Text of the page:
EJ Relevant News Releases
April 6, 2021
When dollar stores sell products containing toxic chemicals, that expose only adds to the multiple sources of toxic pollution felt in communities like Mossville, LA, and other communities of color and low-income communities where chemical hazards and pollution are concentrated. These communities - which often must rely on dollar stores - need more action from these chains.
April 5, 2021
In the latest Retailer Report Card on chemical management policies, Dollar Tree and Dollar General improved their grades, but 99 Cents Only Stores once again received an F. If discount retailers care at all about the health and well-being of the communities they operate in, or the environmental racism that they are perpetuating, they should reallocate resources and start cleaning up their supply chains immediately.
News Advisory, March 30, 2021
The 2020 report card on safer chemicals in consumer products was released by the Mind the Store campaign and the Campaign for Healthier Solutions looking at how 50 companies – including dollar store chains – rank when it comes to chemical safety in products and packaging.
News Release, March 2, 2021
In 2016, the Environmental Justice Health Alliance for Chemical Policy Reform, NRDC, and Breast Cancer Prevention Partners sued the Consumer Product Safety Commission (CPSC) to force the agency to address toxic phthalate chemcials in children's products. On March 1, a federal appeals court left in place the resulting ban on several phthalates by rejecting most of the arguments made by the chemical industry opposing the ban, but also found flaws in the agency’s rulemaking process. It gave the agency an opportunity to fix those errors.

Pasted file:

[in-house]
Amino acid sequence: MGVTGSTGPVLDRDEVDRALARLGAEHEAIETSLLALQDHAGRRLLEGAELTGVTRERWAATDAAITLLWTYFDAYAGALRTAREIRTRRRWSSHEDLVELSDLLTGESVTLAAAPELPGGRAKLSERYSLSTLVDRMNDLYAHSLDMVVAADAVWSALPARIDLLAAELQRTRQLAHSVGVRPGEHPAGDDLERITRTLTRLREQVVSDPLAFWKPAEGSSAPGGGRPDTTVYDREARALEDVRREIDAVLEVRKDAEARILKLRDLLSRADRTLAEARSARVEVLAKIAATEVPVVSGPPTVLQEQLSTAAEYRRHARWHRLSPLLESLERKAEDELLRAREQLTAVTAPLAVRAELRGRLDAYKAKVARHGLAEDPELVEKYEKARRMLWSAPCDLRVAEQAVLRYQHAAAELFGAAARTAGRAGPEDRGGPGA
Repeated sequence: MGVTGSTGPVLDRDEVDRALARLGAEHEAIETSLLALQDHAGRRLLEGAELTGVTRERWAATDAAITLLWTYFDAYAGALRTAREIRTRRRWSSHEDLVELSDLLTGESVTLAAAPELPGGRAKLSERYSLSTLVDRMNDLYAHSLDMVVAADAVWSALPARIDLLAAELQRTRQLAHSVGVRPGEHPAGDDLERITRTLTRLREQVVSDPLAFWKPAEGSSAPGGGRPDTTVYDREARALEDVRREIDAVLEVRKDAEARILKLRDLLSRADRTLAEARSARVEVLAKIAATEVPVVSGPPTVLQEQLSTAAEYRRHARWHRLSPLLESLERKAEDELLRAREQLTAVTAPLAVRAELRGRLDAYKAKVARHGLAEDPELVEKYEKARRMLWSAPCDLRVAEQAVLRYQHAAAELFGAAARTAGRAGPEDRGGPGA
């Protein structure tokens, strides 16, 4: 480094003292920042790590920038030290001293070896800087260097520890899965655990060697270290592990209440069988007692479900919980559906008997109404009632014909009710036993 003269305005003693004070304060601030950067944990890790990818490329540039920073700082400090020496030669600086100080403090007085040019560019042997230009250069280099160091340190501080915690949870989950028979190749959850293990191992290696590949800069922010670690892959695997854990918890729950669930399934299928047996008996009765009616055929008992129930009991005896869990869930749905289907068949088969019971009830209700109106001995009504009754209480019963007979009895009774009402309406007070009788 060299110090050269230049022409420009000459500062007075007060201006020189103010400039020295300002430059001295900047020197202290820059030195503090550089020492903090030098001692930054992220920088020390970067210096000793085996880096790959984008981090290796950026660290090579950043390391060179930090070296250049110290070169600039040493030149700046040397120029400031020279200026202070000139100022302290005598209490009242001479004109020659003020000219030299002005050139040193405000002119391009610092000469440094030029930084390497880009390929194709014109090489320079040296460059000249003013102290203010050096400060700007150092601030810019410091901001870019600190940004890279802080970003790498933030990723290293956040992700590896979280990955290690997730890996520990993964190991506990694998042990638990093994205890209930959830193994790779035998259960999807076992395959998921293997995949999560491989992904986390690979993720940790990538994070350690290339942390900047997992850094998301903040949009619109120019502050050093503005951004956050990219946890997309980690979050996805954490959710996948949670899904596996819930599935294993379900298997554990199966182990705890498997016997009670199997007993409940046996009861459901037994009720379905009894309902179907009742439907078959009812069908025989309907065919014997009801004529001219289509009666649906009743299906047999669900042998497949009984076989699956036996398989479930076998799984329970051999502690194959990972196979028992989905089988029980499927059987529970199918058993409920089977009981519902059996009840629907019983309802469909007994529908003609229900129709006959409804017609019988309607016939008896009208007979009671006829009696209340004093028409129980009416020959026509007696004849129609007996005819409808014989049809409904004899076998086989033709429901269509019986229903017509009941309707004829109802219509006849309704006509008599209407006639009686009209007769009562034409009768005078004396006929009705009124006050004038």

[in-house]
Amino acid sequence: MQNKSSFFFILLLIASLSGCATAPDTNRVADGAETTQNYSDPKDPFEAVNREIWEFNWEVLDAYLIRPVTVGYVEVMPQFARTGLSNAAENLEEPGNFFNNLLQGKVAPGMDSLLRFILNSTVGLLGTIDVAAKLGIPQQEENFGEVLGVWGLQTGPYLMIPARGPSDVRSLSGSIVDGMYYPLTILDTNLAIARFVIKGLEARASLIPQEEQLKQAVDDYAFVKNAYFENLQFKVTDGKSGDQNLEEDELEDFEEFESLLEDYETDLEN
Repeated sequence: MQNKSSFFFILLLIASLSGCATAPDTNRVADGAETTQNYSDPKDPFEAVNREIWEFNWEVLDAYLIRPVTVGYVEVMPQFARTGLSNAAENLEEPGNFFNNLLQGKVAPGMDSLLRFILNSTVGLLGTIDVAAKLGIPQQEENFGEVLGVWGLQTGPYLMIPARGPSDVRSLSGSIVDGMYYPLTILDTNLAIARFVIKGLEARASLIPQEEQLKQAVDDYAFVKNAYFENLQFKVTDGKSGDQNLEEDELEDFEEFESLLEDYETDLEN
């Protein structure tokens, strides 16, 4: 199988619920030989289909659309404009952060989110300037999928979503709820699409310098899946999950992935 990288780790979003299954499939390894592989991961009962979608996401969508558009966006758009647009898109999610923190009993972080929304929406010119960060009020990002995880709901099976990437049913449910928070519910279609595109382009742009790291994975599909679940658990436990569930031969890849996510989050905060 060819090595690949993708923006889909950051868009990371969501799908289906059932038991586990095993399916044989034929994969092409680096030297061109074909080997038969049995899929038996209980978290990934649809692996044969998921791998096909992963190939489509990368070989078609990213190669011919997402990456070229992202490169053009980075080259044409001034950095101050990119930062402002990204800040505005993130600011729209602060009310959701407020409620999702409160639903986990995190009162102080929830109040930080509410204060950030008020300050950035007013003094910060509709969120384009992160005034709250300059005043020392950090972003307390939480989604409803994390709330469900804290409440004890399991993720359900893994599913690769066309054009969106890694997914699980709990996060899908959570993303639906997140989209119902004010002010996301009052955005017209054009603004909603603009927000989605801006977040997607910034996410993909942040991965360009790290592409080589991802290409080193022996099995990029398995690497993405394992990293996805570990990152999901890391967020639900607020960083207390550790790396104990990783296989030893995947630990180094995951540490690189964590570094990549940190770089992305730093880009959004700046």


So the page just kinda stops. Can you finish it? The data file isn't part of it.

February 19, 2021
Brand New Video from Environmental Justice Health Alliance for Chemical Policy Reform, Lideres Campesinas, and NRDC: Watered Down Justice, on race, income, and the need to ensure safe water for all.
December 9, 2020
President-elect Joe Biden has made fighting climate change more of a priority in both his policy agenda and political appointments than any previous US president. But many climate advocates are bracing themselves for a reality check if Democrats don't win both Senate runoff elections in Georgia in January, which would leave the chamber under Republican control. With a divided Congress, there's almost no chance the Biden administration can push through it's most aggressive climate proposals.
October 22, 2020
Despite the cascade of other crises this year, climate change has emerged as a key election issue. Two-thirds of Americans want the government to do more about it, and the same share of Biden supporters say it's very important to their vote. While not many Trump supporters overall agree, there's more concern among younger Republicans. The stakes are high as more Americans experience record heat, wildfires, hurricanes and flooding, and the two candidates could not be further apart. Joe Biden calls climate change an existential threat to our health, economy and national security. President Trump continues to question climate science. Here are six takeaways from Trump's first term on climate and energy, and the challenges he or Biden would face if elected.
October 20, 2020
When the Campaign for Healthier Solutions tested a variety of products sold at Dollar Tree and other discount retailers, it found that 81 percent tested contained at least one hazardous chemical. Even microwave popcorn and canned foods sold at dollar stores were found to contain deeply concerning levels of harmful chemicals. A number of states have likewise documented high levels of harmful chemicals in Dollar Tree products. Prenatal exposure to some of these chemicals can result in lower IQ levels, as well as learning or behavioral problems. Yet there is actually no need to use many toxic chemicals because there are safe, affordable alternatives.
August 28, 2020
August 24, 2020
For all the hardships it delivered, 2020 may be remembered as an awakening for America. The outpouring of protest under the banner of Black Lives Matter this summer fostered a discussion of systemic racism that touches on all aspects of economic and social life. Environmental racism, characterized by the disproportionate impact of pollution on people of color, came to the fore as another reason for the cry of “I can’t breathe.” And a nearly 40-year-old civil rights movement for environmental justice found new momentum. But life for people at the industrial fenceline, as evidenced by three communities profiled in this article, continues to be a constant battle.